My Grandma Delgado’s Recipe for Bannock Bread

Introduction

This bannock bread recipe is mostly for myself. I want to make certain I can remember it, and maybe, even share it with my children and grandchildren.

The Delgado side of my family were famous for their skills in the kitchen. My Aunt Lucy made a living as a cook (“I’m a cook, not a chef,” she’d tell people, “Chefs don’t cook New Mexican.”) My mother is at least partly responsible for my body shape. But, my Grandma Delgado? She was so good that she made everything in the kitchen look easy. She was an Espinoza by birth, from up Abiquiú way, and likely responsible for some of the Native American DNA in my blood. Which is why I trust this recipe for bannock bread.

One day, she got tired enough of me asking her to rustle up a batch of “banna-bread” that she showed me how to do it myself. This is the recipe I recall and have been using it at home and in the field ever since. The “at home” version is much easier, because I have the help of a Kitchen Aide mixer and an oven I can set to an exact temperature. But, with a little little extra effort and a watchful eye in the field, this recipe works just as well.

This should serve two big men at breakfast, or four, if you’re lunching in polite company.

Grandma’s Bannock Bread Recipe

Preheat your oven to 400 degrees Fahrenheit.

Ingredients:

  • 2 cups of flour. You can use anything except self rising.  I prefer whole wheat.
  • 1 teaspoon of baking powder for each cup of flour.
  • 1/2 teaspoon of salt for each cup of flour.
  • 1 cup of lukewarm water. You’ll make your life easier if you add a Tablespoon of oil to the water. Unless it’s motor oil.

Pour the dry ingredients into a bowl, and stir them until you feel like they’re pretty well mixed. At this point, you can add anything you want. I’ve made it with a couple of shakes of Italian Seasoning, raisins, a little sugar and cinnamon, dried cranberries, diced fresh apple, and diced ham.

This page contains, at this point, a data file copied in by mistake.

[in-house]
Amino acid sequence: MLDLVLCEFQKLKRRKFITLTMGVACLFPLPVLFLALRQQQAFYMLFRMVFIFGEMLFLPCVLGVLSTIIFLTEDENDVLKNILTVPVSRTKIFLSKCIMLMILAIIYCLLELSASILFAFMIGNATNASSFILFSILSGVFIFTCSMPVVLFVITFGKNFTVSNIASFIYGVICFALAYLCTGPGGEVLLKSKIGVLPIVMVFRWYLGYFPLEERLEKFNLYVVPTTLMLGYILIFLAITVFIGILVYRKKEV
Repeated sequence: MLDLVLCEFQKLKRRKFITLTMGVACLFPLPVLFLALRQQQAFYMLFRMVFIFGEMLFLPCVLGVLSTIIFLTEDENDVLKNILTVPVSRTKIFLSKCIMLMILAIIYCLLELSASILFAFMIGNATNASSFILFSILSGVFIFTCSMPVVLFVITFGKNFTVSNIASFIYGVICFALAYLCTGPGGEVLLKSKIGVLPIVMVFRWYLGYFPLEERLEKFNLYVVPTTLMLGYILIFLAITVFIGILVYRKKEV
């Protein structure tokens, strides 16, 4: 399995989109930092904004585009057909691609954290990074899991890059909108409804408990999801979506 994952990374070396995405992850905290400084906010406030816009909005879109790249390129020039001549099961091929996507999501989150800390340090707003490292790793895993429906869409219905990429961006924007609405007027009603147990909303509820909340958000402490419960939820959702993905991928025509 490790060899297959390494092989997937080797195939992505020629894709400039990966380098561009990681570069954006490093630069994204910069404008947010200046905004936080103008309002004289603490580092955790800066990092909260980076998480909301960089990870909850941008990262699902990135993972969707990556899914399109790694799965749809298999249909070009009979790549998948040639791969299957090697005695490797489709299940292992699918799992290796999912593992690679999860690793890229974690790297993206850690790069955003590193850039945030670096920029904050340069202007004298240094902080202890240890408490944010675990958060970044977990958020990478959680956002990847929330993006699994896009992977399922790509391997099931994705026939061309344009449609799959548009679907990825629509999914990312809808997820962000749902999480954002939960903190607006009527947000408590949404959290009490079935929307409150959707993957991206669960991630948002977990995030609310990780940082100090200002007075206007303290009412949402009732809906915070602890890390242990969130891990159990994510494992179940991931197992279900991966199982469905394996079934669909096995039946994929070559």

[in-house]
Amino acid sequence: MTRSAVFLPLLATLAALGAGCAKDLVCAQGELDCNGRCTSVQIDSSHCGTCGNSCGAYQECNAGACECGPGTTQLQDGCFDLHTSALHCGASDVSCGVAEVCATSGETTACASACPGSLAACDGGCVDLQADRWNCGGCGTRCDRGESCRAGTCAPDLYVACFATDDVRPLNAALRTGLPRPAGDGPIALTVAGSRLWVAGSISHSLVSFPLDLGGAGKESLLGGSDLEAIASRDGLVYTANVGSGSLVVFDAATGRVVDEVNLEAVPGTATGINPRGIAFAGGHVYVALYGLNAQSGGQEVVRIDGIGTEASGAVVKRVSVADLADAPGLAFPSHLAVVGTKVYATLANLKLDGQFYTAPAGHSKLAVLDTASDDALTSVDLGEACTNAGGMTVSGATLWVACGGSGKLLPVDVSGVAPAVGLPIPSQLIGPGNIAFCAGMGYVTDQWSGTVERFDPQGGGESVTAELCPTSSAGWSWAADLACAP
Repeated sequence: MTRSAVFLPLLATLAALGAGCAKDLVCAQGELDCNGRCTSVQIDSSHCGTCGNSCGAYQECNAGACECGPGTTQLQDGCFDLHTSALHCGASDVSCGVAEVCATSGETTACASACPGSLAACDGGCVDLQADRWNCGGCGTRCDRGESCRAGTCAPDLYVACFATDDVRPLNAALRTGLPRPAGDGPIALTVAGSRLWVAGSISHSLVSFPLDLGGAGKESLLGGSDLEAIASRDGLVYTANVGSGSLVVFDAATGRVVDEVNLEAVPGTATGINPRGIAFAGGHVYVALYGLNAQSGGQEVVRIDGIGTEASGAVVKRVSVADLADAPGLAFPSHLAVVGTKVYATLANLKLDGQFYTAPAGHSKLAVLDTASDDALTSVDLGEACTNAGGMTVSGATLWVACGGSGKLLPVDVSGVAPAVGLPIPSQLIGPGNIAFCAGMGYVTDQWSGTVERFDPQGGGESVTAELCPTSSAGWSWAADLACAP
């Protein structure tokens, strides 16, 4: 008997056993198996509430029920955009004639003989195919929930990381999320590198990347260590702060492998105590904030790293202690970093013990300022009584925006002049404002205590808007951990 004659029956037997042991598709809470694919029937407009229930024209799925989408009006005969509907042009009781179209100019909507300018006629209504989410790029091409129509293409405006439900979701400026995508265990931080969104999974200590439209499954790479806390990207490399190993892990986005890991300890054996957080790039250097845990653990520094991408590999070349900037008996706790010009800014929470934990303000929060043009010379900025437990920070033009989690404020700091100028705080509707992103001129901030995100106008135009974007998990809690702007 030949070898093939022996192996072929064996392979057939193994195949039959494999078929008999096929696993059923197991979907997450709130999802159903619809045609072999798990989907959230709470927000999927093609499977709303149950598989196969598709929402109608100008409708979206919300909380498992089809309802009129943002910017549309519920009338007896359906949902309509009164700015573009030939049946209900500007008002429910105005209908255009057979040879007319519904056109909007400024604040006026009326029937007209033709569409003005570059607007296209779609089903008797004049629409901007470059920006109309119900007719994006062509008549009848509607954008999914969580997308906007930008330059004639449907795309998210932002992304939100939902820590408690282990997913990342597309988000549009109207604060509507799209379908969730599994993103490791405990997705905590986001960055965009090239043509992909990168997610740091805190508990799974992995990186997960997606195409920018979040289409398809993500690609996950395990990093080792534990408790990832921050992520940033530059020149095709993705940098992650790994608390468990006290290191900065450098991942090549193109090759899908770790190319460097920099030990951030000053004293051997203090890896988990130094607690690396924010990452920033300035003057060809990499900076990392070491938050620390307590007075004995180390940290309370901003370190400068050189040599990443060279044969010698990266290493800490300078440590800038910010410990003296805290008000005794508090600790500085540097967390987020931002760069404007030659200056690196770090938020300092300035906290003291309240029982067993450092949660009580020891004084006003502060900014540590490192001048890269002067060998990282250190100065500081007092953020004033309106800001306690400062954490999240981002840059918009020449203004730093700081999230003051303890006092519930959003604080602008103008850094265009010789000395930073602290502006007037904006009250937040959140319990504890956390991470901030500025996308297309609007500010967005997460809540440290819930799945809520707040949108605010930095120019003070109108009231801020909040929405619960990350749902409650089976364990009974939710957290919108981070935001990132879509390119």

Stir the liquid in a little at a time. You’ll end up using almost all of it. If you over-wet it, just add a little more flour.

You’re looking to form what I call, “thingees that are trying to crawl up your spoon.”

At that point, scrape the spoon into the bowl, and use your hands. Form it into a ball, then put it back in the bowl and knead it for at least five minutes. Ten is even better.

Form it into a ball again, and let it sit in the bowl in a warm, dry place for about ten minutes.

As you can see in the photo above, I bake it on a cookie sheet with a layer of parchment paper. It won’t stick to the paper.

I bake it on the middle rack of my oven for 20 minutes. You may have to run a test or two for your oven. But, if you keep an eye on it, you should be fine. It’s ready when you can tap it with a finger, and the crust is hard, and it sounds kind of hollow.

Let it rest on a cooling rack for about ten minutes to finish the baking. Then, break off a piece, spread some butter or fresh strawberry jam on it, and enjoy.

Outroduction

If you’re out in the field, you can bake it in a dutch oven, or your own makeshift camp oven. Or, like many Native Americans, you can fry it in a pan with a little oil. Just remember to flip it when the bottom browns up.

If you’re looking for pure nutrition, this isn’t the recipe for you. Bannock is about calories from carbohydrates to keep you going when you’re out in the field. Make a batch the night before you leave for a recon trip, and it will keep you from getting “hangry” throughout the day.



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